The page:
Combined Horizontal-Vertical Seismic Isolation System For High-Voltage Power Transformers

Published February 25, 2019

Graduate Students: Donghun Lee

Principal Investigator: Michael C. Constantinou

Project Completion Date: 10-31-2017

A three dimensional seismic isolation system was developed and experimentally validated for high-voltage electric power transformers of weight in the range of 300 to 800kip.  Although the validation concentrated on electrical transformers, the system is currently (2019) under construction in a hospital in California.


high-voltage power transformers.

It is generally recognized that seismic isolation systems for all applications, including electrical transformers and other equipment, provide for a substantial reduction in response  only in the horizontal direction.  Vertical ground motions are transmitted through the isolation system unchanged or even magnified.   The project concentrated on the development and validation of a practical three-directional seismic isolation system for use in high-voltage power transformers, although the technology could be easily transferred to building applications. Characteristics of the developed system are: (a) it is a modular extension of a horizontal seismic isolation system currently used for power transformers, (b) it consist of two separate systems, one to achieve horizontal seismic isolation and the other to achieve vertical seismic isolation, (c) the horizontal system is highly flexible in order to achieve a high degree of seismic isolation but subject to constraints on displacements for serviceability of the equipment, (d) the vertical system is able to support the weight of the equipment with limited deflection in order to meet serviceability requirements and compactness, (e) all components of the system are readily available from reputable manufacturers, and (f) all components of the system are passive and highly reliable.  The developed and tested system consisted of triple Friction Pendulum bearings for the horizontal isolation system, which are supported by vertically driven spring-damper units.  These units form a highly damped vertical damping system.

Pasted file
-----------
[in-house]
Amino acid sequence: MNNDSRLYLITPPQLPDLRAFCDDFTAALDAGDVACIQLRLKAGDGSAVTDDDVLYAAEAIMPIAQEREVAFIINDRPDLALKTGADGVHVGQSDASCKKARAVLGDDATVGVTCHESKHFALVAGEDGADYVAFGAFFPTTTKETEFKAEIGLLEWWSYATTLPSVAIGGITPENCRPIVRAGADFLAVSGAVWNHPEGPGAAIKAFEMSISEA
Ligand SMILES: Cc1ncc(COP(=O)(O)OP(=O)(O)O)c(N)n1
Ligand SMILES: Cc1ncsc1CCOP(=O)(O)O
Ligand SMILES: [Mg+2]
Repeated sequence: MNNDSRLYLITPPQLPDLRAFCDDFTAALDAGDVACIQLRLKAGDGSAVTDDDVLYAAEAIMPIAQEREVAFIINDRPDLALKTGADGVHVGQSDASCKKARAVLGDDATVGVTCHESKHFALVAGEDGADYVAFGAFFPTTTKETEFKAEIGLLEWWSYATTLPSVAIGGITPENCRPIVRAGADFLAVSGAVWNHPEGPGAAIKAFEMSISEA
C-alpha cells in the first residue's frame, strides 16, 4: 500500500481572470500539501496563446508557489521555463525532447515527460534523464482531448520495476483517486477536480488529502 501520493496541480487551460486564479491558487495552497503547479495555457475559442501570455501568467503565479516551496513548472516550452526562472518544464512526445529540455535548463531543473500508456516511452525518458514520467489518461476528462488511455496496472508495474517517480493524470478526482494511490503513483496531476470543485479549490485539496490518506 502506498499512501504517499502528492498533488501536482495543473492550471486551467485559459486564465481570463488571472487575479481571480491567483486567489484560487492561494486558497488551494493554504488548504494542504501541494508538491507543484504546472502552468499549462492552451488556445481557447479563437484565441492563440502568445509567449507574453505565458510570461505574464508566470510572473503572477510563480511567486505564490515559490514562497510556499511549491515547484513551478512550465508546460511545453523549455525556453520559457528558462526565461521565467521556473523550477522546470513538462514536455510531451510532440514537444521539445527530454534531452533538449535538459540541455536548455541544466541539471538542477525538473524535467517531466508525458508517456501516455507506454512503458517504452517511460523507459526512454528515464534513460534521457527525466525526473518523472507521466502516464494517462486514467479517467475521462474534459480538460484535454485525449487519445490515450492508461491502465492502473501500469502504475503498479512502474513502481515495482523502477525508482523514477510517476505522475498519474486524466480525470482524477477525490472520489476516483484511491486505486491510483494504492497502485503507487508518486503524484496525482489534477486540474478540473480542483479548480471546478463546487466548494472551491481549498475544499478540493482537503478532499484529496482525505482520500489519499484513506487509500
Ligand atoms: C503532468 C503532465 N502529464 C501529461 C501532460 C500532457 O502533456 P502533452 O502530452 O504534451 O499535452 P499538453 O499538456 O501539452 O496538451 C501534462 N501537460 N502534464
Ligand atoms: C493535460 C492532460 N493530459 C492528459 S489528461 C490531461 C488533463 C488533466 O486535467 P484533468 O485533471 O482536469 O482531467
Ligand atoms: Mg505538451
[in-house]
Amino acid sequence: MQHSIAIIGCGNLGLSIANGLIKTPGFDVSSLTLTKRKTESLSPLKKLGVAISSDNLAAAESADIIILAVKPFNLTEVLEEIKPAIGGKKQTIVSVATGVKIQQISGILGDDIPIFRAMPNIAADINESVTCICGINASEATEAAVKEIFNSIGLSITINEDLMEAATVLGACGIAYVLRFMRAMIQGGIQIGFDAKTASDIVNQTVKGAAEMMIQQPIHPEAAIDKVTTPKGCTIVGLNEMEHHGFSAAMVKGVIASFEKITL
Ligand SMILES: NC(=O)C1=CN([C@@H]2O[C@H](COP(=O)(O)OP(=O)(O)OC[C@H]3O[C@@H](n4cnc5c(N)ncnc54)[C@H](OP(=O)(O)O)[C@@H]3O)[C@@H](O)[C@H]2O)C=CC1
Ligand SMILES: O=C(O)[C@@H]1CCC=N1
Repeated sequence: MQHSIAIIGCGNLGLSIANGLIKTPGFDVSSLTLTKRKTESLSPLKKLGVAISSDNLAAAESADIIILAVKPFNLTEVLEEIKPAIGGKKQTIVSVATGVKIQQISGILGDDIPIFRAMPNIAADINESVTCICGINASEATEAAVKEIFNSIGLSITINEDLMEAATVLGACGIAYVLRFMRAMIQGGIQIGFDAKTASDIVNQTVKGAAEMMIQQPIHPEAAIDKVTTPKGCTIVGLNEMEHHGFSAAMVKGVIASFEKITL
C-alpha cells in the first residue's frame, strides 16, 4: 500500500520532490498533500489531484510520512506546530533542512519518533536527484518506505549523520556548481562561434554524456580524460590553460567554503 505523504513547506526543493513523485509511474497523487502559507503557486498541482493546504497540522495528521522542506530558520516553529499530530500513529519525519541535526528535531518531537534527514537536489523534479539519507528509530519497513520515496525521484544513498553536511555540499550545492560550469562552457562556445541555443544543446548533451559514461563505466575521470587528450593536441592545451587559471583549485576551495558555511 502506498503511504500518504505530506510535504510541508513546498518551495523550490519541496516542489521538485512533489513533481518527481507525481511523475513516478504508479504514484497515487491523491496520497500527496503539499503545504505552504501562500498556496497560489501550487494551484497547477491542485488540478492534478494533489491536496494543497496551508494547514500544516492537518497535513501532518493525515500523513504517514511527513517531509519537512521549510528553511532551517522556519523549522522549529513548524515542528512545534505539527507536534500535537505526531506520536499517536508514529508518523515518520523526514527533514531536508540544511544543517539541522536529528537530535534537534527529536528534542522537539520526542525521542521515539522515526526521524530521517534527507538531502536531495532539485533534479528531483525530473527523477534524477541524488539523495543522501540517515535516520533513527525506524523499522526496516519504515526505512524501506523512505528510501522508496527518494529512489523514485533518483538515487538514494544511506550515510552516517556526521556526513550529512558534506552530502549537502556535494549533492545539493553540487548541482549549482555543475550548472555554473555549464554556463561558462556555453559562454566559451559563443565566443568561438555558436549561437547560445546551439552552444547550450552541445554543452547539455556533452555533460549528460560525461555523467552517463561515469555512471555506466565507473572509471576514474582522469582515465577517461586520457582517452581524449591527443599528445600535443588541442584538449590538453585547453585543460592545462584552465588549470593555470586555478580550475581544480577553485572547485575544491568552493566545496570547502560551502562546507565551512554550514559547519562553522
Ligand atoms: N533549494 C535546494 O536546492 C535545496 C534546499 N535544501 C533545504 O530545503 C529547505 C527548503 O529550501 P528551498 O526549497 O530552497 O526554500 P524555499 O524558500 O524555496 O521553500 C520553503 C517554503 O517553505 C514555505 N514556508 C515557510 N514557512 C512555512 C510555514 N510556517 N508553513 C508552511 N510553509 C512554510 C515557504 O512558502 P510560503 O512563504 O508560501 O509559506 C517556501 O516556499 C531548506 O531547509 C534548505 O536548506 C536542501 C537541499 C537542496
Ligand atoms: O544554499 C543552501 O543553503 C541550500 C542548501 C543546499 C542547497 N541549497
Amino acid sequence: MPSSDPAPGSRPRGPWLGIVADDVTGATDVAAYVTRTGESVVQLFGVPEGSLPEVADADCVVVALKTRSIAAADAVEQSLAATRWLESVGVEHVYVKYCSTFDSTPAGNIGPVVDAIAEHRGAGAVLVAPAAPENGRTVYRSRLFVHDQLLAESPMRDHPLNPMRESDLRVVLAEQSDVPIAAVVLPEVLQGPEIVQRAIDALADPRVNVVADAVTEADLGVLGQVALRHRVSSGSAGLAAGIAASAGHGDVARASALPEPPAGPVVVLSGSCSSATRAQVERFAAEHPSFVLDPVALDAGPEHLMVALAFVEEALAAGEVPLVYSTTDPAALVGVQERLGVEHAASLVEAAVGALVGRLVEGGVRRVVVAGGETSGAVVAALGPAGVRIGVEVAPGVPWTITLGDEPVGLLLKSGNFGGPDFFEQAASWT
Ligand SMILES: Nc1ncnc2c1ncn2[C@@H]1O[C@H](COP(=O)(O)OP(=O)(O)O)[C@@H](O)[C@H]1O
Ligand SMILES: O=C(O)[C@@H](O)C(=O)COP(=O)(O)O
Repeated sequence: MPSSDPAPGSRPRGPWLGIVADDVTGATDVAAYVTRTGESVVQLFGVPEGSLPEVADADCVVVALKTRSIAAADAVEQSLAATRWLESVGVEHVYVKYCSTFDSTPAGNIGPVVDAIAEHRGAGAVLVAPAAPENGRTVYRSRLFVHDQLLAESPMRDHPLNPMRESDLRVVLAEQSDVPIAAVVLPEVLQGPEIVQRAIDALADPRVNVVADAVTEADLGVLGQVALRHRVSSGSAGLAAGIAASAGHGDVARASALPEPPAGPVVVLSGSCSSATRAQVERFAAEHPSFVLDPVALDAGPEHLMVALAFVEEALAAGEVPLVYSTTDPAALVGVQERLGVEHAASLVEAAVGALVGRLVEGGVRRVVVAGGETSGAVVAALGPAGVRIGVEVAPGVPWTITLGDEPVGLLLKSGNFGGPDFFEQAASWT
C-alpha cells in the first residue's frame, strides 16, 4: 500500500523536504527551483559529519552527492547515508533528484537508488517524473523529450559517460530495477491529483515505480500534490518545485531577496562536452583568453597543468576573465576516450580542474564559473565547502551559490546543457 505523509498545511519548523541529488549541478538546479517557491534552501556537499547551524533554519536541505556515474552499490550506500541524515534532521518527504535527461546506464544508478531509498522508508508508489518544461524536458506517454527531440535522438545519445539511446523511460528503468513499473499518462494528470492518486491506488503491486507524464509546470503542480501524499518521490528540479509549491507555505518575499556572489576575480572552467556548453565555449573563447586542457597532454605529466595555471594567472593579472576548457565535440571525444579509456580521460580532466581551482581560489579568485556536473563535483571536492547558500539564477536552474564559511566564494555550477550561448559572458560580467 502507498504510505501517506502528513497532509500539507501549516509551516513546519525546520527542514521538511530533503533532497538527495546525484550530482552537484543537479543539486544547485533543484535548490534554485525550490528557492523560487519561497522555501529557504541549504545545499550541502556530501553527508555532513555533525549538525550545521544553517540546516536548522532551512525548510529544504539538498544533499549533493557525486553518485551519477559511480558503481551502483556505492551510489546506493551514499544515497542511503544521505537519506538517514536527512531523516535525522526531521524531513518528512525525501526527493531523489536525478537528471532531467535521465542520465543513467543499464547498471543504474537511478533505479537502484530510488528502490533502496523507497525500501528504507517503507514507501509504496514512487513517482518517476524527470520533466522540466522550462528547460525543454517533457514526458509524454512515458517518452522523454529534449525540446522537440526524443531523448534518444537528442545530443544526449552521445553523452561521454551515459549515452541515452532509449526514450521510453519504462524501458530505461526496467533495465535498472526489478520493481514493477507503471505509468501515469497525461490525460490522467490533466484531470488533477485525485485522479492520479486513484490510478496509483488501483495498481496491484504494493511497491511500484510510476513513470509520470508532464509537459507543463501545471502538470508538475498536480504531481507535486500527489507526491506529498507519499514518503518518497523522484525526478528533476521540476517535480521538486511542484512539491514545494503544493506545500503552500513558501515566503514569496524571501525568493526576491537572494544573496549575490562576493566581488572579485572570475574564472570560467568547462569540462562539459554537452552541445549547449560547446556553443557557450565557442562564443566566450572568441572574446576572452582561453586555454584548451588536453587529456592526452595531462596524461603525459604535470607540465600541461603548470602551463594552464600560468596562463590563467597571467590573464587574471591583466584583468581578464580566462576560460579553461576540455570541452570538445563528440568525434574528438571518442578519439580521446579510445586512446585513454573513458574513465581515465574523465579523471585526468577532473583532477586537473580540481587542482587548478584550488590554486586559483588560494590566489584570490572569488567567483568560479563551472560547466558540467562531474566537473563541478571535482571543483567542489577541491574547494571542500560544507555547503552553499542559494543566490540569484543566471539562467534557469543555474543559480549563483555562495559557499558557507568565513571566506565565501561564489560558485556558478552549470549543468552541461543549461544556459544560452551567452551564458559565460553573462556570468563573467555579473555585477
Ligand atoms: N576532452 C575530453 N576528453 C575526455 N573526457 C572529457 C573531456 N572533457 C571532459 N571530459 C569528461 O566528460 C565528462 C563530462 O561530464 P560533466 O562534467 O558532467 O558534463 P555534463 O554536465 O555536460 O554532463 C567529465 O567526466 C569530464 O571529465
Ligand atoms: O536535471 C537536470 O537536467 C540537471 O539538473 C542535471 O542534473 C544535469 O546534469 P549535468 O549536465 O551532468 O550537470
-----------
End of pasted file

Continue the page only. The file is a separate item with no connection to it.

This project is supported by the Bonneville Power Administration, Portland, OR.